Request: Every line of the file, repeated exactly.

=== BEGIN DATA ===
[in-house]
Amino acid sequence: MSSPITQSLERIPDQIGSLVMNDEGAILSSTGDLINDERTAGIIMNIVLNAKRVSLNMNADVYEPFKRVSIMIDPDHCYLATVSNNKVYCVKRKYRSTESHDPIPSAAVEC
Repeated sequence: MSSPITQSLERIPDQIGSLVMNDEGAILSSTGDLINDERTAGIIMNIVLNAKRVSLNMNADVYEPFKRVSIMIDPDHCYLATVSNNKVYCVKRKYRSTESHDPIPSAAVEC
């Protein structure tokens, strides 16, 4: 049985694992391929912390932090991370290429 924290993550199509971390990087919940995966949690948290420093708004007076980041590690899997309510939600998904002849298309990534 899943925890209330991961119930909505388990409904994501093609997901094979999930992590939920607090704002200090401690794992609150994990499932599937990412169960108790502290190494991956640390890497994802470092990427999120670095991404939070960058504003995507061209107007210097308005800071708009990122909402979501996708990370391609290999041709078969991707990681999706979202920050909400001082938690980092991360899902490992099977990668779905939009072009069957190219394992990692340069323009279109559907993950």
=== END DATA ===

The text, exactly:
[in-house]
Amino acid sequence: MSSPITQSLERIPDQIGSLVMNDEGAILSSTGDLINDERTAGIIMNIVLNAKRVSLNMNADVYEPFKRVSIMIDPDHCYLATVSNNKVYCVKRKYRSTESHDPIPSAAVEC
Repeated sequence: MSSPITQSLERIPDQIGSLVMNDEGAILSSTGDLINDERTAGIIMNIVLNAKRVSLNMNADVYEPFKRVSIMIDPDHCYLATVSNNKVYCVKRKYRSTESHDPIPSAAVEC
């Protein structure tokens, strides 16, 4: 049985694992391929912390932090991370290429 924290993550199509971390990087919940995966949690948290420093708004007076980041590690899997309510939600998904002849298309990534 899943925890209330991961119930909505388990409904994501093609997901094979999930992590939920607090704002200090401690794992609150994990499932599937990412169960108790502290190494991956640390890497994802470092990427999120670095991404939070960058504003995507061209107007210097308005800071708009990122909402979501996708990370391609290999041709078969991707990681999706979202920050909400001082938690980092991360899902490992099977990668779905939009072009069957190219394992990692340069323009279109559907993950």